Students Don’t Always Know HOW to Use a Resource

As an adult, I can figure out how to do almost anything if I am able look at an example.  I would bet that you are the exact same way.

So when I started teaching fifth grade math, I decided that having resources available for my students would be the perfect way to get them the help they need when they are struggling and I am busy with other students.  An added bonus…it would allow my students to take charge of their learning.

I busily went about creating many different resources all designed to foster student independence, but my favorite by far is the “We Flip for Math” series.

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Students in my classroom have easy access to the We Flip for Math Flip books whenever they are struggling with a math skill.

I have to admit, however, my students were not as eager to use these step-by-step guides as I had hoped.  Don’t get me wrong, some students enjoyed using them from the start.  Others, it seemed, preferred to have the teacher ‘do the thinking’ for them.  And still others, would eagerly get a “We Flip for Math” flip book only to flip through it aimlessly.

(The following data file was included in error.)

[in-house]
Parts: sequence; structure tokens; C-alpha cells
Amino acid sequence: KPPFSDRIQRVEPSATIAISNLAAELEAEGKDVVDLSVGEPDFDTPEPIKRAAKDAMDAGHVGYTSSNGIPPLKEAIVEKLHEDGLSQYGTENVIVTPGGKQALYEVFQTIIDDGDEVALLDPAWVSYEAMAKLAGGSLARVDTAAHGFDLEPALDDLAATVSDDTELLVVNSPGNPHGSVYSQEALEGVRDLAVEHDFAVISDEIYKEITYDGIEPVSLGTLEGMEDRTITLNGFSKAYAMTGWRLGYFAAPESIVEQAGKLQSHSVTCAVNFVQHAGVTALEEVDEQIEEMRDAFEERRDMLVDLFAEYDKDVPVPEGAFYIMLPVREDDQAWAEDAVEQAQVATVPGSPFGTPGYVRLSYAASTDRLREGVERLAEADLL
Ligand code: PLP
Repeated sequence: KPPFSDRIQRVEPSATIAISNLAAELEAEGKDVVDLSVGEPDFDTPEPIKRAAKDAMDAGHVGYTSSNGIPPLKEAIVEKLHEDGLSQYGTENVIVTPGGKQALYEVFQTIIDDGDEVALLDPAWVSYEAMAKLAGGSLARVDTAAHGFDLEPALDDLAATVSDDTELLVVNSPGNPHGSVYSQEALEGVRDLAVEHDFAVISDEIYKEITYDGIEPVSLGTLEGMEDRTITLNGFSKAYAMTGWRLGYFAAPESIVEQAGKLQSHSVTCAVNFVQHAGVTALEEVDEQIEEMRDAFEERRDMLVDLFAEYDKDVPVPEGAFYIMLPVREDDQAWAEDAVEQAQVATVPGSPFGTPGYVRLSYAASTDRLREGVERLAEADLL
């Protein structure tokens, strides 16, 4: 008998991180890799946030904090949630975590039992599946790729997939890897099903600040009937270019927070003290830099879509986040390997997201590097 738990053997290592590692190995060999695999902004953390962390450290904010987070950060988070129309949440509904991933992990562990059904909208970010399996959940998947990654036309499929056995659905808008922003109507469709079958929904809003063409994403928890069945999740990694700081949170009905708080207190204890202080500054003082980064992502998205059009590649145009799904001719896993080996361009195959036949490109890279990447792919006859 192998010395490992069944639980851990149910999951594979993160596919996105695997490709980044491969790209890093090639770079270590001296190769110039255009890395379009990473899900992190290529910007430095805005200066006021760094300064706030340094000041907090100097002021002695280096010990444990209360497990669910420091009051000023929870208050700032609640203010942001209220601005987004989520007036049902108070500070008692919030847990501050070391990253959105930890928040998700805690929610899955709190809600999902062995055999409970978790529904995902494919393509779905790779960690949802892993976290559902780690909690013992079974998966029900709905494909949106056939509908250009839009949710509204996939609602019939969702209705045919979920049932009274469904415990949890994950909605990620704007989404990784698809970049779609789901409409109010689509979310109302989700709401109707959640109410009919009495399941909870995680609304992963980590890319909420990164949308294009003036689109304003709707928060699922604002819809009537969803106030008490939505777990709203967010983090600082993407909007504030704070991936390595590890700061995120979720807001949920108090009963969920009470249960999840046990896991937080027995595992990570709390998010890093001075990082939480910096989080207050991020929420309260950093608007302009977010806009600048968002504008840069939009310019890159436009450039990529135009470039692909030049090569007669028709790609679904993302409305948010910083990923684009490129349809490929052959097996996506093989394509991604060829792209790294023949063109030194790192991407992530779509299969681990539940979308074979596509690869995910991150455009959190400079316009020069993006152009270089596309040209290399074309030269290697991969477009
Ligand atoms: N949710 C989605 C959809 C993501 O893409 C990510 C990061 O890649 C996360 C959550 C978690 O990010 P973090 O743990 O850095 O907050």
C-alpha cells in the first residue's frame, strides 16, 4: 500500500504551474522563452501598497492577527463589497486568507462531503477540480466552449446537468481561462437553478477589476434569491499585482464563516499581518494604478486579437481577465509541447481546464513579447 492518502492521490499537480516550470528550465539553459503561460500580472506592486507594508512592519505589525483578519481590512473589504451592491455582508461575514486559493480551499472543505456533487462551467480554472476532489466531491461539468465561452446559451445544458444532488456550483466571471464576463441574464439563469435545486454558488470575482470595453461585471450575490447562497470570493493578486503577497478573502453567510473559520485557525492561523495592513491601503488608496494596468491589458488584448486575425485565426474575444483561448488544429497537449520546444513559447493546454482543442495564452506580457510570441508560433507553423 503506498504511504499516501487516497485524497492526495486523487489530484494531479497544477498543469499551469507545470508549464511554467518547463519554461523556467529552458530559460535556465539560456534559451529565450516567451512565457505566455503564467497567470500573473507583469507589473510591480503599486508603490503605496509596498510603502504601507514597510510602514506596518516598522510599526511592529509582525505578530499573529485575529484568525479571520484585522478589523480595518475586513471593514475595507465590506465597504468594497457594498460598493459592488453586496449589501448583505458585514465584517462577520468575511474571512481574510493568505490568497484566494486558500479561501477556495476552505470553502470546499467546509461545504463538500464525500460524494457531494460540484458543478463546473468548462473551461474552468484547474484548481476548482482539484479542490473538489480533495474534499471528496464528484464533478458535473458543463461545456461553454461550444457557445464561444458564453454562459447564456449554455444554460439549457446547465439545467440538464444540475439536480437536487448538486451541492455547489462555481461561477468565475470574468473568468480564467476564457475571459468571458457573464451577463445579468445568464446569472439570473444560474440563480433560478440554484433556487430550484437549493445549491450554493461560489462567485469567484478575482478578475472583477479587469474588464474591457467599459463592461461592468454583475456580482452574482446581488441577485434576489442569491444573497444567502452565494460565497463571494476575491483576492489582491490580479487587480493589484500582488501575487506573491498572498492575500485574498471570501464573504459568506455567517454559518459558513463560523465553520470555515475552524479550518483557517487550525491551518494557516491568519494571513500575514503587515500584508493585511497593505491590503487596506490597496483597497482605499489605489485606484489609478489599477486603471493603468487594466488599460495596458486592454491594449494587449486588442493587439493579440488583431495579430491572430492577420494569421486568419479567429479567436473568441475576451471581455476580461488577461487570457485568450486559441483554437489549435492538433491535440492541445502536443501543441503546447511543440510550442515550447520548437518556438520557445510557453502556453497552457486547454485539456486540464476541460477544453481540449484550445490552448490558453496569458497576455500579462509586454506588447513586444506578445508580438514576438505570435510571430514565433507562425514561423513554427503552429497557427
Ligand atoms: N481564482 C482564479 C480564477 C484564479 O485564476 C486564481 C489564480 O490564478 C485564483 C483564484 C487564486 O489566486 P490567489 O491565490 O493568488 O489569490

Parents, on the other hand, LOVE the flip book resource!  They claim having this resource at home when their child is doing homework is the greatest thing ever!

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Parents love using “We Flip for Math” flip books when helping their child with challenging math concepts.

So, why were my students not experiencing the same success as their parents.  Why was this resource not allowing my students to be more independent?

True, there are always going to be those students that prefer you do the work for them, but what I discovered is that many students simply don’t know how to take a guide or an example and apply it to the problem they are trying to solve.

It seems that somewhere along the line, we adults learn how to transfer the learning an example provides to something new we are trying to do.  I, as a teacher, had assumed it was a skill my 5th grade students already had.  Once I identified this as the central problem, I was able to set about solving it.

How?  I explicitly teach how to look at an example and apply it to the problem I am working on.  This takes a great deal of modeling.  I make sure to ‘think aloud’ as I work through problem after problem all the while referring back to the example for help.  In doing so, students see just how helpful the example can be.

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Students follow the steps to successfully add to fractions.

I am happy to say that persistent practice has paid off.  My students truly are more independent and much less reluctant to attempt challenging problems all because they have learned how to rely on examples to help them get the job done.

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A wide variety of math topics are available to students.

If you are interested in trying a “We Flip for Math” flip book in your classroom, try this one…It’s FREE!

As Always…Wishing You the Best!

Mrs. B

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